Next up in our Guest Blogger Series from Sundance is Director of Photography, David Kruta. Kruta's film, Concussion is in the U.S. Dramatic Competition section, which highlights themost revolutionary voices in American independent film.
In a recent interview with Filmmaker Magazine, Kruta summarizes the film.
It's about a women named Abby who is a bored, wealthy, lesbian housewife from the suburbs. By day, as her kids sit in school, she becomes a prostitute for women, while she also flips lofts for a living. I kind of describe it as similar to American Beauty, in that sort of vein of frustrated-suburban-life with a little bit of fantasy. It's very low budget, but it's a beautiful film.
We invited Kruta to talk to us aboutabout how he ventured into a a filmmaking career, working on Concussion and what movies have influenced him along the way.
It was several years ago, sometime in the winter I was working on a short film in the swamps of Western Massachusetts. The temperature was dropping quickly and giant, sticky snowflakes were beginning to fall lazily from the gray sky overhead. Knee deep in mud and leaves, freezing, wet and miserable, with a heavy camera on my shoulder, it was there that I turned to a close friend of mine and said I wouldnt want to be anywhere else right now. Would you? At that moment I knew I had found my lifes passion.
So it is intimidating and invigorating arriving in Park City for my first Sundance Film Festival surrounded by nothing but passion; for films, stories, life, friends old and new. Some of the most influential filmmakers in history have passed through here, and I like to think that they felt the same excitement and butterflies as I do. One of my all-time favorite filmmakers, Quentin Tarantino, premiered Reservoir Dogs here just over 20 years ago, and has since continued to leave his mark on modern filmmaking, and me.
I was 14 years old when I first watched Pulp Fiction, and I remember absolutely hating it. I was bored at first, then annoyed, but for some reason, I found myself watching it over and over. There was something special about it something that was unlike anything I had seen before. There was a cool, funky beat to the dialogue and action; it ebbed and flowed, sped up and slowed down. It was visual jazz. It was perfect in its imperfections, and I grew to love every second of it.
Like Tarantino, I did not go to film school. I dropped out of UMass Amherst after one year of missed classes and alcohol-fueled ragers, during which, somehow, I was able to participate in a feature film that was at once an utter disappointment and an eye-opening experience. It was a no-budget, multi-year project on which I wore many hats and made me never want to work in film again.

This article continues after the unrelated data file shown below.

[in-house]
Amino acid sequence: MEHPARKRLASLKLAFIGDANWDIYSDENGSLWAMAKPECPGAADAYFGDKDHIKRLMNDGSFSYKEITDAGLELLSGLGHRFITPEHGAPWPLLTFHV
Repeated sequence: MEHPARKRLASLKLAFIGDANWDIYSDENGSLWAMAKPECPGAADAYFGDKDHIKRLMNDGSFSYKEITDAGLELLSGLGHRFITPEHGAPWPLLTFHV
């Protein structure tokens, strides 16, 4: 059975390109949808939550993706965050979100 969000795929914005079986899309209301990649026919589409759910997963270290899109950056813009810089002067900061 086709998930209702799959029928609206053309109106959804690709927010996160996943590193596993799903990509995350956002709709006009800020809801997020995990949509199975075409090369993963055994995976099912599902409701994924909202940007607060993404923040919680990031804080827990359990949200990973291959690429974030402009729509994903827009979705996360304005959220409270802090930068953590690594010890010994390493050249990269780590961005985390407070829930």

Over the next few years, I had decided against culinary school and was toiling away in a fluorescent-lit hell, dreaming about doing something I could love. On a whim, I took a screenwriting class at a local nonprofit and volunteered to be cinematographer on a 48 Hour film for my professor. Six months later I was laid off and spent the next 24 hours freaking out, only to realize that I had already found my calling.
Fast forward to 2011 a woman named Stacie Passon emailed me saying she had seen my cinematography reel and would like for me to read her script to see if I would be interested in shooting it. One engrossing read later I was ecstatic and overjoyed; I wanted to cry and scream in anger and happiness. This was a film that needed to be made. This was Concussion.
A beautiful, raw story; the barbaric yawp of a million voices trapped within suburban prisons and behind walls of discrimination. An unrestrained revolt against the status quo whose time had long passed, but was still parading through the town square, nude, oblivious to the shouting voices around it. One giant risk that was worth taking simply because there was no other choice, and thus we dove in without hesitation or reservation.
Although the film is first and foremost about the performances, Stacie encouraged me to take risks with the cinematography. We used odd angles and perspectives; we cut off faces with the frame. We even had a long list of rules to guide us to create the visual narrative - but the most important rule is that rules are made to be broken.
Its important to have someone that can encourage your passion and risk-taking. Miramax has made a mark on the indie film scene exactly because of this reason they believe in filmmakers to tell their stories the way they should be told. It comes as no surprise that some of my favorite films have made their way through Miramax: No Country for Old Men, There Will Be Blood, Sin City, The Diving Bell and the Butterfly, Amelie, Hero, and every Tarantino film. They foster a culture where voices are heard and ideas can grow.
Every passionate storyteller deserves to have that environment, be it a trusted friend, a mentor, a loyal crew or a studio that is there to nurture, to educate and to inspire. Love and passion and fearlessness of the unknown should be encouraged to take us forward. We have a responsibility to create and grow a community that champions these ideals.
So at this Sundance, I feel that I am truly surrounded by it - and it is beautiful.
The Sundance Film Festival runs January 17-27 in Park City, Utah.
Thanks to our Guest Blogger, David Kruta. Next up, meet the filmmaker and Executive Producer of S-VHS, Simon Barrett.